An article in Ynetnews.com’s Travel section reports that a map-brochure to attract gay tourists to Tel Aviv contains advertisements for saunas and sex shops. The pictures and presence of adverts for certain businesses cause offence to some, and comments from readers focus on how the image of Israel, as a nation (the Holy Land), may be damaged by advertising gay sex. Since the story doesn’t say who exactly feels offended and uses the morally biassed word ‘lewd’ to describe the adverts, it would seem to be Ynet itself that objects. I’ve highlighted in bold some words that stand out. Here are the pictures, one of a community centre:
Gay tourism leaflet promotes sex shops in TA
Yoav Zeitun, 18 May 2009
A Tel Aviv city map that was distributed throughout Europe in recent weeks in a bid to promote gay tourism to the city contains lewd adverts for sex shops and sauna bars. The map was jointly commissioned by the Israeli Gay, Lesbian, Bisexual and Transgender Association, the Tel Aviv Municipality and the municipal center for the gay community. The map, which is written mostly in English, advertises 50 businesses that cater to the gay community, including gay-oriented nightclubs, Israeli travel agencies that specialize in “gay tourism”, pubs and restaurants. At least four of the businesses are part of the sex industry.
One of the largest ads is for the Paradise sauna bar on Allenby Street, which offers visitors a dark room, private booths and “relaxing massages.” Another ad promotes Sauna City on Hahashmonaim Street, which offers similar services. The ads also contain provocative images of muscular, half-naked men. Additionally, the map contains two ads for sex shops.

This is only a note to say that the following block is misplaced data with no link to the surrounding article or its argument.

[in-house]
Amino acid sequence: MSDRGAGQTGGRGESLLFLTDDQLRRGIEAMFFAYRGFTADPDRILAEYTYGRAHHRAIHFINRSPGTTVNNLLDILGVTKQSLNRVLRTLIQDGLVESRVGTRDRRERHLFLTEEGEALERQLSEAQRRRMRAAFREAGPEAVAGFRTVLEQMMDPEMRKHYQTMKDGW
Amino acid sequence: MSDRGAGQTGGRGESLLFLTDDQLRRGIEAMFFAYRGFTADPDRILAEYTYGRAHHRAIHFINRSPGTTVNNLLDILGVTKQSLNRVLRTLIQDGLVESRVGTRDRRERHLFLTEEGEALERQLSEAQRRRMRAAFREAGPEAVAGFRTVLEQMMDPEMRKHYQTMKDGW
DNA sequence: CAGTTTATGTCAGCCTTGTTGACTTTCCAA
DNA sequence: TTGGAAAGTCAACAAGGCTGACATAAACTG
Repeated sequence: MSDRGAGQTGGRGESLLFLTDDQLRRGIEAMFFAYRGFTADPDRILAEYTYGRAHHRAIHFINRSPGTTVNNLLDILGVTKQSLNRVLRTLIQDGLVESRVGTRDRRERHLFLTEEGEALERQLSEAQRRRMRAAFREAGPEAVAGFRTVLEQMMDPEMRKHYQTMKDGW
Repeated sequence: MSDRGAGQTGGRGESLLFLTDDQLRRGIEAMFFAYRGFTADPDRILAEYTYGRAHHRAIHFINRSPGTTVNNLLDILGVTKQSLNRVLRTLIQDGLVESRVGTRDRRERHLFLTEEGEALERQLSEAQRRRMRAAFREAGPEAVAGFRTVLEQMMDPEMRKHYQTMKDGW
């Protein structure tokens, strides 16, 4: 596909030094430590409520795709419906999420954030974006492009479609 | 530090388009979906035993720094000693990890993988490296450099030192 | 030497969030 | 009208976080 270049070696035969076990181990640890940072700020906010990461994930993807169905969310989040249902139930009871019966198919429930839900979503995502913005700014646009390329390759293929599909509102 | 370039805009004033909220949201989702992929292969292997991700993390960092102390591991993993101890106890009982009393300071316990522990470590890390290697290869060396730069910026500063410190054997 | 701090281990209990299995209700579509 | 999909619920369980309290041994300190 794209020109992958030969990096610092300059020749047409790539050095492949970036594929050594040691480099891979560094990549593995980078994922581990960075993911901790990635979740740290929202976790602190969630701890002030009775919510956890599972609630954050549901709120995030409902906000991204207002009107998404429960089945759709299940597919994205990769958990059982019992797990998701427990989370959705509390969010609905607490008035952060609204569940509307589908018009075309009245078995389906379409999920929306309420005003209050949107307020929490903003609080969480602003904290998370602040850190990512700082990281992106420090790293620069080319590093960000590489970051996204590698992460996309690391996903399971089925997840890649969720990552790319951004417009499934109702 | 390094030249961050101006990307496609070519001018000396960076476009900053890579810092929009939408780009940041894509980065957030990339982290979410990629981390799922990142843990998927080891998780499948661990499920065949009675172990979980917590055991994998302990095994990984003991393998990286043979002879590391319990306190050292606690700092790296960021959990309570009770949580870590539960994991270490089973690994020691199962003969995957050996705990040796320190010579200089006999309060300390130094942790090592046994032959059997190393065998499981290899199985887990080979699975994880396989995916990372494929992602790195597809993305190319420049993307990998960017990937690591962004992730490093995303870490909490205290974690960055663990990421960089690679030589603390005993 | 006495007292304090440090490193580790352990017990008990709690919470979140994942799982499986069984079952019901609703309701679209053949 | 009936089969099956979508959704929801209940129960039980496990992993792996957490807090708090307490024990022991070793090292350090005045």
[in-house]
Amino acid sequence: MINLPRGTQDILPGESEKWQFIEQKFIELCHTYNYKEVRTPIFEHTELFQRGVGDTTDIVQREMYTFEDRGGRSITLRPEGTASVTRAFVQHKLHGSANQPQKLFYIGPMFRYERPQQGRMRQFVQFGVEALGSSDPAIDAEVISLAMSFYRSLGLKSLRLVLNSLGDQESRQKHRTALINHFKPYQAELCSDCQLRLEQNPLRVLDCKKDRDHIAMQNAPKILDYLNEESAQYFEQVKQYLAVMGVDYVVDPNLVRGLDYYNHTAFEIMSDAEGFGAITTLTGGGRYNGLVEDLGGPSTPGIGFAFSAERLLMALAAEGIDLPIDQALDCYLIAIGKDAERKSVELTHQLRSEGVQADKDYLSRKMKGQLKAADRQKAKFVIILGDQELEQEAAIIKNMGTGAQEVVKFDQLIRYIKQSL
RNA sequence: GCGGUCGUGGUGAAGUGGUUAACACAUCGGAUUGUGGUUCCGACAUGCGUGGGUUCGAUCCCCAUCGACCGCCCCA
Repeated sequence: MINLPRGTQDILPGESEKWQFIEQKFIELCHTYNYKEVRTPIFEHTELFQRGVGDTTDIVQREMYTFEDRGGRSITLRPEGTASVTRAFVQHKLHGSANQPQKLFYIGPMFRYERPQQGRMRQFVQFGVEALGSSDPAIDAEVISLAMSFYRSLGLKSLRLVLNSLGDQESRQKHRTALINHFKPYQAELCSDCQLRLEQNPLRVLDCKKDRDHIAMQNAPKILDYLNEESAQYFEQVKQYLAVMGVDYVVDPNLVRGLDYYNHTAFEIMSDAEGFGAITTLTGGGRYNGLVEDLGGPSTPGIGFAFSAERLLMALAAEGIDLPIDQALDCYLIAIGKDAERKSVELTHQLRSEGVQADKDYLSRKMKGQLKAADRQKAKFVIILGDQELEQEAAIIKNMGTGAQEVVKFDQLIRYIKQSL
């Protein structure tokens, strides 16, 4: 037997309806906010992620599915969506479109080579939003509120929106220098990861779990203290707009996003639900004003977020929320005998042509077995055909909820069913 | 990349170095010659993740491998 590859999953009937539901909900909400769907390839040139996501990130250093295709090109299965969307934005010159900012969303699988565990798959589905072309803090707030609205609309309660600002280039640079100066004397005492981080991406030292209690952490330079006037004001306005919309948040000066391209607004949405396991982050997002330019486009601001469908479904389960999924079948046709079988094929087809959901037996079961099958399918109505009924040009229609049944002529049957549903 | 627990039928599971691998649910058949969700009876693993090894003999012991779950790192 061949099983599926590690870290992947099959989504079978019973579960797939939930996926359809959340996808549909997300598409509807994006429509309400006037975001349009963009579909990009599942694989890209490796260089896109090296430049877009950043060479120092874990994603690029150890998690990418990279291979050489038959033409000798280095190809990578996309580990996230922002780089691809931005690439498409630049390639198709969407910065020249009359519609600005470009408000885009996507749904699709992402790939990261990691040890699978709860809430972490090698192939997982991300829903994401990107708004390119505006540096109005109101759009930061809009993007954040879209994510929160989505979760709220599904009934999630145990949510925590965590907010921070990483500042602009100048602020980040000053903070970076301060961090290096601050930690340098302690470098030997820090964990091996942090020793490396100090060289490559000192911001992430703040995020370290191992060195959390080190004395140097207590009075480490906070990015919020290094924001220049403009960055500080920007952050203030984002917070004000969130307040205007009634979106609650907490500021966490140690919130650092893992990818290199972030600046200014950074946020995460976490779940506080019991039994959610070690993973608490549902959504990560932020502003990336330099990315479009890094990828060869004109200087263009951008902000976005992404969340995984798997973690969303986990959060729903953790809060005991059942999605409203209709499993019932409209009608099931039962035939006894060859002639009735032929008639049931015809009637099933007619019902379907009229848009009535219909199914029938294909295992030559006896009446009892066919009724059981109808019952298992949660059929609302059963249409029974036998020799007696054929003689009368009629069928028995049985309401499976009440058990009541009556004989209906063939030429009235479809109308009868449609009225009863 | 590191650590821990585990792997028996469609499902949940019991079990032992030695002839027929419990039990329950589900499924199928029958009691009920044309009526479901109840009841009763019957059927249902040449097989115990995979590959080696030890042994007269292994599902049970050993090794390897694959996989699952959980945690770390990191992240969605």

The leaflet’s front cover features a photo taken during the local Gay Pride Parade, while the back cover shows four men playing on the beach. Photos of lesbian women are nowhere to be found in the publication, except for in advertisements.
The Tel Aviv Municipality said in response: “To the best of our knowledge these businesses are not illegal, and therefore should not be prevented from advertising.”
The images appear conventional and harmless to anyone living in a contemporary big city. Is the Pride Parade itself annoying? What does the reporter mean to imply by pointing to the absence of photos of lesbians except in advertisements? I wonder whether the complainants in this case object to the ‘sex tourism’ most, to the fact that the sex tourism is gay, to sex workers or simply to the existence of out gay entertainment venues.
There is a widespread tolerance within segments of gay communities for commercial sex, whether opportunistic, veiled or cheerfully open. The result is that many ordinary gathering places tolerate sex workers and cater to their clients without making a fuss or distinguishing them from other patrons. This tolerance can be perceived as moral decay, as we see daily in both Christian and Muslim objections.
Tolerance for sex work within gay entertainment venues is felt as a relief by many, but can also mean a sort of reverse stigma, as explored in a Kenyan sex worker’s story.